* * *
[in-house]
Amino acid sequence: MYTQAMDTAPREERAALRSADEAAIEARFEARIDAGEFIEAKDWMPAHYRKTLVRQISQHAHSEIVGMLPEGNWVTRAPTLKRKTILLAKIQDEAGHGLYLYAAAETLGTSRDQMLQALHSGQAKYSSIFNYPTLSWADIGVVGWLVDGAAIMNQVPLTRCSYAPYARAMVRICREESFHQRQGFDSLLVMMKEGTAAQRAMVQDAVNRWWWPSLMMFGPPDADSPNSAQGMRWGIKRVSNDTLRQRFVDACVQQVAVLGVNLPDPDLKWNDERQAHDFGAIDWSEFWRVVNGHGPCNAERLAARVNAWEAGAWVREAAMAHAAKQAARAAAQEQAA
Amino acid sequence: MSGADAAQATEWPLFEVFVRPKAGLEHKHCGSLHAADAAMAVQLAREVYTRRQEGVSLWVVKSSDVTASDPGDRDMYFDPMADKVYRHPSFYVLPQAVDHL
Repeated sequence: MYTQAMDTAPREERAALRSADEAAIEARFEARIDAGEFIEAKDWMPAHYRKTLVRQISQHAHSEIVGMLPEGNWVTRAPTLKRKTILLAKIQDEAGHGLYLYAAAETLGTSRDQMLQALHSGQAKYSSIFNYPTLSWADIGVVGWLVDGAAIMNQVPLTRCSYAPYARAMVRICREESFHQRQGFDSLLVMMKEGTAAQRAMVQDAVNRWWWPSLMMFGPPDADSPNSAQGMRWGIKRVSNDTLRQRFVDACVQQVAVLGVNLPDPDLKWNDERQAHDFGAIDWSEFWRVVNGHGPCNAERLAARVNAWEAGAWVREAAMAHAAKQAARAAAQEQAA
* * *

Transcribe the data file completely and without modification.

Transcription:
[in-house]
Amino acid sequence: MYTQAMDTAPREERAALRSADEAAIEARFEARIDAGEFIEAKDWMPAHYRKTLVRQISQHAHSEIVGMLPEGNWVTRAPTLKRKTILLAKIQDEAGHGLYLYAAAETLGTSRDQMLQALHSGQAKYSSIFNYPTLSWADIGVVGWLVDGAAIMNQVPLTRCSYAPYARAMVRICREESFHQRQGFDSLLVMMKEGTAAQRAMVQDAVNRWWWPSLMMFGPPDADSPNSAQGMRWGIKRVSNDTLRQRFVDACVQQVAVLGVNLPDPDLKWNDERQAHDFGAIDWSEFWRVVNGHGPCNAERLAARVNAWEAGAWVREAAMAHAAKQAARAAAQEQAA
Amino acid sequence: MSGADAAQATEWPLFEVFVRPKAGLEHKHCGSLHAADAAMAVQLAREVYTRRQEGVSLWVVKSSDVTASDPGDRDMYFDPMADKVYRHPSFYVLPQAVDHL
Repeated sequence: MYTQAMDTAPREERAALRSADEAAIEARFEARIDAGEFIEAKDWMPAHYRKTLVRQISQHAHSEIVGMLPEGNWVTRAPTLKRKTILLAKIQDEAGHGLYLYAAAETLGTSRDQMLQALHSGQAKYSSIFNYPTLSWADIGVVGWLVDGAAIMNQVPLTRCSYAPYARAMVRICREESFHQRQGFDSLLVMMKEGTAAQRAMVQDAVNRWWWPSLMMFGPPDADSPNSAQGMRWGIKRVSNDTLRQRFVDACVQQVAVLGVNLPDPDLKWNDERQAHDFGAIDWSEFWRVVNGHGPCNAERLAARVNAWEAGAWVREAAMAHAAKQAARAAAQEQAA